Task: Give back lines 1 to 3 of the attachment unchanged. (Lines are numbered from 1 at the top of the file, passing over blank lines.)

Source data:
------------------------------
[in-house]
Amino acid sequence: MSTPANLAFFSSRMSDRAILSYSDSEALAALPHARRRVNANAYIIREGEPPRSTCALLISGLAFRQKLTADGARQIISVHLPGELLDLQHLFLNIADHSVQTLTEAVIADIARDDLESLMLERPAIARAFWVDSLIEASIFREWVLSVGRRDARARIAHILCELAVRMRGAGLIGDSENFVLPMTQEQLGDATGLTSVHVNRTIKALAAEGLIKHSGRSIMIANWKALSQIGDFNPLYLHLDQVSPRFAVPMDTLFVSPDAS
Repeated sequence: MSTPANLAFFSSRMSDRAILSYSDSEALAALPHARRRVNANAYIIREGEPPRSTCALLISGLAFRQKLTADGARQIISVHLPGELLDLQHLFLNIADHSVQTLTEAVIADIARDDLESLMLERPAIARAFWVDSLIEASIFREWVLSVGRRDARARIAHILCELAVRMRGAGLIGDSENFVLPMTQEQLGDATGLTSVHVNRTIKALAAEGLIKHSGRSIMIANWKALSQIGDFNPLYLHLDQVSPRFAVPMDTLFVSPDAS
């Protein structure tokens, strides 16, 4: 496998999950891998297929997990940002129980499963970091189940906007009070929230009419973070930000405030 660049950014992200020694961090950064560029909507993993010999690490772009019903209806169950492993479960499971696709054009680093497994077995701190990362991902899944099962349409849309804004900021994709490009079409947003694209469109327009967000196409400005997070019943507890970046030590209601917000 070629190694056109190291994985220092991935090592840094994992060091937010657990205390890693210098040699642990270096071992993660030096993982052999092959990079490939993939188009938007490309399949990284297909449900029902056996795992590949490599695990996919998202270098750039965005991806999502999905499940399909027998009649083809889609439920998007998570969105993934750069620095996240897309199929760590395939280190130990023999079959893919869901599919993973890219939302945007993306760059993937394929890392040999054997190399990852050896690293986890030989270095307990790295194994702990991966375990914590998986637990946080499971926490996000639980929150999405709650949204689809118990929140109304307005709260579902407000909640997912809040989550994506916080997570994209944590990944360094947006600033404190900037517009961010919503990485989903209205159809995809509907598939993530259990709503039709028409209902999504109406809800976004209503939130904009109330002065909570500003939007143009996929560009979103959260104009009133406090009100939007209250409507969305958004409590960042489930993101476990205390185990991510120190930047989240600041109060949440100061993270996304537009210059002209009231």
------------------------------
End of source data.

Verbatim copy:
[in-house]
Amino acid sequence: MSTPANLAFFSSRMSDRAILSYSDSEALAALPHARRRVNANAYIIREGEPPRSTCALLISGLAFRQKLTADGARQIISVHLPGELLDLQHLFLNIADHSVQTLTEAVIADIARDDLESLMLERPAIARAFWVDSLIEASIFREWVLSVGRRDARARIAHILCELAVRMRGAGLIGDSENFVLPMTQEQLGDATGLTSVHVNRTIKALAAEGLIKHSGRSIMIANWKALSQIGDFNPLYLHLDQVSPRFAVPMDTLFVSPDAS
Repeated sequence: MSTPANLAFFSSRMSDRAILSYSDSEALAALPHARRRVNANAYIIREGEPPRSTCALLISGLAFRQKLTADGARQIISVHLPGELLDLQHLFLNIADHSVQTLTEAVIADIARDDLESLMLERPAIARAFWVDSLIEASIFREWVLSVGRRDARARIAHILCELAVRMRGAGLIGDSENFVLPMTQEQLGDATGLTSVHVNRTIKALAAEGLIKHSGRSIMIANWKALSQIGDFNPLYLHLDQVSPRFAVPMDTLFVSPDAS